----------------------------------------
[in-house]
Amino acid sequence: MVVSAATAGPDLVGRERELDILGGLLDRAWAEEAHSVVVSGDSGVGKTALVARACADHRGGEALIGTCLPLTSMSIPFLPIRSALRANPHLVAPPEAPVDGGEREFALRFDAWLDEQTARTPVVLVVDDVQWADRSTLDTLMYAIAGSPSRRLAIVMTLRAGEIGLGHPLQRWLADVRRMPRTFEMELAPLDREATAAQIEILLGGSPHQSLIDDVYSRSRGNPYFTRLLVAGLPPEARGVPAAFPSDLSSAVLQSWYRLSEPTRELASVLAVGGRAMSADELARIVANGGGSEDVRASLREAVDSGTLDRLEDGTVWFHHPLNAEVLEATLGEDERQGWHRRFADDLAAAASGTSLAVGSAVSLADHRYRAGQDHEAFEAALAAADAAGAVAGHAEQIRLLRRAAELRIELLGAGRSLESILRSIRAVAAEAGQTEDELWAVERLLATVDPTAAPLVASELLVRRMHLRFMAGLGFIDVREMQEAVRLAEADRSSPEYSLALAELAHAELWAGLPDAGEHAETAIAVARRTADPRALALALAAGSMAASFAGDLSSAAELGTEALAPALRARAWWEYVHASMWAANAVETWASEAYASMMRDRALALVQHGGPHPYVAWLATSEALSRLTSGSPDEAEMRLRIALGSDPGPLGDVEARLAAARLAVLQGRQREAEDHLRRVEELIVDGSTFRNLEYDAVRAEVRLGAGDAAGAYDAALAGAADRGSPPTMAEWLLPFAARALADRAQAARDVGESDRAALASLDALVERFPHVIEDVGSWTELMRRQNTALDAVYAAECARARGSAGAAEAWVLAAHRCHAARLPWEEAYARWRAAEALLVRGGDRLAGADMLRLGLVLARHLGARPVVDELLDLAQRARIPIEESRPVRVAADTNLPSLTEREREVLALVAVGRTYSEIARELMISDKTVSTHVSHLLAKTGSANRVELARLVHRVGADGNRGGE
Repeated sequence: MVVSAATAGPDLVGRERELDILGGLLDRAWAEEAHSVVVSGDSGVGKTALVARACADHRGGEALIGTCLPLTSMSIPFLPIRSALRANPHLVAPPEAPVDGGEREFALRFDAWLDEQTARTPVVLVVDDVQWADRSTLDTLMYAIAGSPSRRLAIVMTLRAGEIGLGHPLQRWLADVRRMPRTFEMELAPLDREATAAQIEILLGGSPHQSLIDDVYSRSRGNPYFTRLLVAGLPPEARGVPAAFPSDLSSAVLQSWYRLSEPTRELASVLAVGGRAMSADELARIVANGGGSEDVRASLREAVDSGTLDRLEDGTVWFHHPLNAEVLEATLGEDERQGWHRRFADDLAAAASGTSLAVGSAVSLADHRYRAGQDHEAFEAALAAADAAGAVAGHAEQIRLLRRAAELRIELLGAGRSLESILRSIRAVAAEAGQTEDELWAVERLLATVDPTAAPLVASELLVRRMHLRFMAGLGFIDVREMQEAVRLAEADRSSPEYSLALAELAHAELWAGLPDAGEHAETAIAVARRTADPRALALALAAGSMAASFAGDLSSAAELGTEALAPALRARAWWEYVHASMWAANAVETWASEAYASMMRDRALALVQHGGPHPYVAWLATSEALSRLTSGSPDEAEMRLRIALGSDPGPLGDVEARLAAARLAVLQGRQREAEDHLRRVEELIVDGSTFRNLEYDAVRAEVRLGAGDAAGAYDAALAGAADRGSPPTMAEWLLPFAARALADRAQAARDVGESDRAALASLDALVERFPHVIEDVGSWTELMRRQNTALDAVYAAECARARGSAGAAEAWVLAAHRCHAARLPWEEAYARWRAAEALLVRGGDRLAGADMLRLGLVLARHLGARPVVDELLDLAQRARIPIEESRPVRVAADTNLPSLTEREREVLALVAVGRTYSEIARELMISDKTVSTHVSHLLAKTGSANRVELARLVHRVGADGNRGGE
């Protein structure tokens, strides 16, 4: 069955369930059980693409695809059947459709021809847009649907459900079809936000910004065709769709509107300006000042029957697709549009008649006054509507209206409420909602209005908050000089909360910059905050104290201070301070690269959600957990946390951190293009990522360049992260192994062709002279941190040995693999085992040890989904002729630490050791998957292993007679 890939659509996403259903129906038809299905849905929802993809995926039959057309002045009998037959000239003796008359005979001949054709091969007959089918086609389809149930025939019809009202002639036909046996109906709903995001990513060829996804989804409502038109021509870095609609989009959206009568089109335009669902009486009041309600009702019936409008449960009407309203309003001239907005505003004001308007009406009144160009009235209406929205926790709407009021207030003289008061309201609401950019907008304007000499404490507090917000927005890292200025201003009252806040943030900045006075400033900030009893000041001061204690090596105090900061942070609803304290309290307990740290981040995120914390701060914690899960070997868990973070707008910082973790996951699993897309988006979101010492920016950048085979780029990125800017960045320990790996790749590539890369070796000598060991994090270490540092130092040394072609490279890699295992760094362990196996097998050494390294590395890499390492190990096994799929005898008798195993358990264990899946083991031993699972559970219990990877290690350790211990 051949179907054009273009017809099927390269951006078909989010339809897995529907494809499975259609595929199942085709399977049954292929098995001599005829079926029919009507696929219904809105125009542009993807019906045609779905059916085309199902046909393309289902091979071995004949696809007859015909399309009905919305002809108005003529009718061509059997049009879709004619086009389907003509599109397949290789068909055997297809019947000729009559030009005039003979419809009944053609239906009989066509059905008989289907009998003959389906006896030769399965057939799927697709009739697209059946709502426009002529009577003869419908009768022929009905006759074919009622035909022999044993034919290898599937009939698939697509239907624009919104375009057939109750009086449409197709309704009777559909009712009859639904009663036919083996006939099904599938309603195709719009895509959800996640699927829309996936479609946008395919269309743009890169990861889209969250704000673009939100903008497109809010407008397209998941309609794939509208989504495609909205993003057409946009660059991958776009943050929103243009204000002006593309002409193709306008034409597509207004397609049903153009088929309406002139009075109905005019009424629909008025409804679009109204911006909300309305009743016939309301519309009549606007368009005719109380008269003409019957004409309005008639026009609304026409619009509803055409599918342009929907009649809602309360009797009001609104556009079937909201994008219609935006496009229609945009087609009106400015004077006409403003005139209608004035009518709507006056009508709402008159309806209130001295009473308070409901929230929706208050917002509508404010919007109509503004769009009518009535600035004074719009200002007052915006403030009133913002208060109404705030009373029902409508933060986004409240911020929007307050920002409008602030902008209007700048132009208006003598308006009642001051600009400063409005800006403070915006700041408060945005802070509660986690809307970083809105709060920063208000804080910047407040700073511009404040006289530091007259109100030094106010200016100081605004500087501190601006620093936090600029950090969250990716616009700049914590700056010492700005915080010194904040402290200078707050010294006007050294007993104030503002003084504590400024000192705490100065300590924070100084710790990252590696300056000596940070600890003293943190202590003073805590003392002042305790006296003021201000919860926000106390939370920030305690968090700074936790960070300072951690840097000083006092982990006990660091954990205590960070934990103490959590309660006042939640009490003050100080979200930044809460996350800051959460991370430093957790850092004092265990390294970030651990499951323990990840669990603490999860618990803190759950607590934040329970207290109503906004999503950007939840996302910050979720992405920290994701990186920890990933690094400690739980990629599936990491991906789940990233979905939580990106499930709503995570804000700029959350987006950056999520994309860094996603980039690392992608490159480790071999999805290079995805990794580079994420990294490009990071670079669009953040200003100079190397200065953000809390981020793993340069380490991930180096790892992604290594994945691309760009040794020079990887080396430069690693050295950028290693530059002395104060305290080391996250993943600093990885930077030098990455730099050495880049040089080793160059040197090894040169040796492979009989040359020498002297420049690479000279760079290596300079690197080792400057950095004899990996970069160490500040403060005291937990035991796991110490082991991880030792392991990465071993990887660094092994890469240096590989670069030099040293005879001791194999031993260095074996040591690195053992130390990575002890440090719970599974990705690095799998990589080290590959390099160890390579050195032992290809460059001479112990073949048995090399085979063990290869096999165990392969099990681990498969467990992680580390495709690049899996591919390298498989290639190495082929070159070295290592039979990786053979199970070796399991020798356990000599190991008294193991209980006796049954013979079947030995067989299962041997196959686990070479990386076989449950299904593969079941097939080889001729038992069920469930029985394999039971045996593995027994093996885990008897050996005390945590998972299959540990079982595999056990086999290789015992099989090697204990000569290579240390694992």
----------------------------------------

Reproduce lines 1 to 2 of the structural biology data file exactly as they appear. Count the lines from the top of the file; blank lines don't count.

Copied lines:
[in-house]
Amino acid sequence: MVVSAATAGPDLVGRERELDILGGLLDRAWAEEAHSVVVSGDSGVGKTALVARACADHRGGEALIGTCLPLTSMSIPFLPIRSALRANPHLVAPPEAPVDGGEREFALRFDAWLDEQTARTPVVLVVDDVQWADRSTLDTLMYAIAGSPSRRLAIVMTLRAGEIGLGHPLQRWLADVRRMPRTFEMELAPLDREATAAQIEILLGGSPHQSLIDDVYSRSRGNPYFTRLLVAGLPPEARGVPAAFPSDLSSAVLQSWYRLSEPTRELASVLAVGGRAMSADELARIVANGGGSEDVRASLREAVDSGTLDRLEDGTVWFHHPLNAEVLEATLGEDERQGWHRRFADDLAAAASGTSLAVGSAVSLADHRYRAGQDHEAFEAALAAADAAGAVAGHAEQIRLLRRAAELRIELLGAGRSLESILRSIRAVAAEAGQTEDELWAVERLLATVDPTAAPLVASELLVRRMHLRFMAGLGFIDVREMQEAVRLAEADRSSPEYSLALAELAHAELWAGLPDAGEHAETAIAVARRTADPRALALALAAGSMAASFAGDLSSAAELGTEALAPALRARAWWEYVHASMWAANAVETWASEAYASMMRDRALALVQHGGPHPYVAWLATSEALSRLTSGSPDEAEMRLRIALGSDPGPLGDVEARLAAARLAVLQGRQREAEDHLRRVEELIVDGSTFRNLEYDAVRAEVRLGAGDAAGAYDAALAGAADRGSPPTMAEWLLPFAARALADRAQAARDVGESDRAALASLDALVERFPHVIEDVGSWTELMRRQNTALDAVYAAECARARGSAGAAEAWVLAAHRCHAARLPWEEAYARWRAAEALLVRGGDRLAGADMLRLGLVLARHLGARPVVDELLDLAQRARIPIEESRPVRVAADTNLPSLTEREREVLALVAVGRTYSEIARELMISDKTVSTHVSHLLAKTGSANRVELARLVHRVGADGNRGGE